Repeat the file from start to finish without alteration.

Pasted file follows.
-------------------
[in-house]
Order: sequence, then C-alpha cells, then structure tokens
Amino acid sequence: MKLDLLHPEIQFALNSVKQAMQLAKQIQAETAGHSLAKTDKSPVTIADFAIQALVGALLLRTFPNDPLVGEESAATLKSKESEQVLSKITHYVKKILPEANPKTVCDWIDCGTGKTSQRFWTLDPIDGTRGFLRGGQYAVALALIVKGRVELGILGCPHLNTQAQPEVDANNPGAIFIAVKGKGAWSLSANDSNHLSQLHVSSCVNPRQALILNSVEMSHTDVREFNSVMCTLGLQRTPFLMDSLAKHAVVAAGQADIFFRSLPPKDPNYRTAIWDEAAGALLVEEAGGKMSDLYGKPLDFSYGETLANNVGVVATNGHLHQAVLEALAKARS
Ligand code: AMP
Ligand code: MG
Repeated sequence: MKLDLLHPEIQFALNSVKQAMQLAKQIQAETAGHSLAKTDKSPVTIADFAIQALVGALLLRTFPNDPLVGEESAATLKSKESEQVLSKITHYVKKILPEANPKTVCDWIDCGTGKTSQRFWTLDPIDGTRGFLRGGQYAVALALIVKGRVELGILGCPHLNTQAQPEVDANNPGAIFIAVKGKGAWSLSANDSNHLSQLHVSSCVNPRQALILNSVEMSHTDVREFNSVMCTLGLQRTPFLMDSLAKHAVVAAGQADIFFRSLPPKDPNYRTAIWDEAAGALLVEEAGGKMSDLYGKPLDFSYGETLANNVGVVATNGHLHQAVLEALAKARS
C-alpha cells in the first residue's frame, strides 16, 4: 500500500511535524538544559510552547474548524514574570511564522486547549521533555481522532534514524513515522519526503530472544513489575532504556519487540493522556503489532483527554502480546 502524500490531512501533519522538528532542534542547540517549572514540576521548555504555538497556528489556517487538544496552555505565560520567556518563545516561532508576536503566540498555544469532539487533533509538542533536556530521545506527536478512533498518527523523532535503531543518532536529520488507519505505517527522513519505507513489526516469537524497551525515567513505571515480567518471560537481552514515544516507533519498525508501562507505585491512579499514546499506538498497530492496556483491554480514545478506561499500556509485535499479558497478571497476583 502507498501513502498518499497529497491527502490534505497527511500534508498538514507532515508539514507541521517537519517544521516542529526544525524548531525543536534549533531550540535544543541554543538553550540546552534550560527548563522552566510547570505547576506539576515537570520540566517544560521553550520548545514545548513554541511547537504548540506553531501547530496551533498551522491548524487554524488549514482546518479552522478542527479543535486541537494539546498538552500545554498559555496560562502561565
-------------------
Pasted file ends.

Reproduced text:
[in-house]
Order: sequence, then C-alpha cells, then structure tokens
Amino acid sequence: MKLDLLHPEIQFALNSVKQAMQLAKQIQAETAGHSLAKTDKSPVTIADFAIQALVGALLLRTFPNDPLVGEESAATLKSKESEQVLSKITHYVKKILPEANPKTVCDWIDCGTGKTSQRFWTLDPIDGTRGFLRGGQYAVALALIVKGRVELGILGCPHLNTQAQPEVDANNPGAIFIAVKGKGAWSLSANDSNHLSQLHVSSCVNPRQALILNSVEMSHTDVREFNSVMCTLGLQRTPFLMDSLAKHAVVAAGQADIFFRSLPPKDPNYRTAIWDEAAGALLVEEAGGKMSDLYGKPLDFSYGETLANNVGVVATNGHLHQAVLEALAKARS
Ligand code: AMP
Ligand code: MG
Repeated sequence: MKLDLLHPEIQFALNSVKQAMQLAKQIQAETAGHSLAKTDKSPVTIADFAIQALVGALLLRTFPNDPLVGEESAATLKSKESEQVLSKITHYVKKILPEANPKTVCDWIDCGTGKTSQRFWTLDPIDGTRGFLRGGQYAVALALIVKGRVELGILGCPHLNTQAQPEVDANNPGAIFIAVKGKGAWSLSANDSNHLSQLHVSSCVNPRQALILNSVEMSHTDVREFNSVMCTLGLQRTPFLMDSLAKHAVVAAGQADIFFRSLPPKDPNYRTAIWDEAAGALLVEEAGGKMSDLYGKPLDFSYGETLANNVGVVATNGHLHQAVLEALAKARS
C-alpha cells in the first residue's frame, strides 16, 4: 500500500511535524538544559510552547474548524514574570511564522486547549521533555481522532534514524513515522519526503530472544513489575532504556519487540493522556503489532483527554502480546 502524500490531512501533519522538528532542534542547540517549572514540576521548555504555538497556528489556517487538544496552555505565560520567556518563545516561532508576536503566540498555544469532539487533533509538542533536556530521545506527536478512533498518527523523532535503531543518532536529520488507519505505517527522513519505507513489526516469537524497551525515567513505571515480567518471560537481552514515544516507533519498525508501562507505585491512579499514546499506538498497530492496556483491554480514545478506561499500556509485535499479558497478571497476583 502507498501513502498518499497529497491527502490534505497527511500534508498538514507532515508539514507541521517537519517544521516542529526544525524548531525543536534549533531550540535544543541554543538553550540546552534550560527548563522552566510547570505547576506539576515537570520540566517544560521553550520548545514545548513554541511547537504548540506553531501547530496551533498551522491548524487554524488549514482546518479552522478542527479543535486541537494539546498538552500545554498559555496560562502561565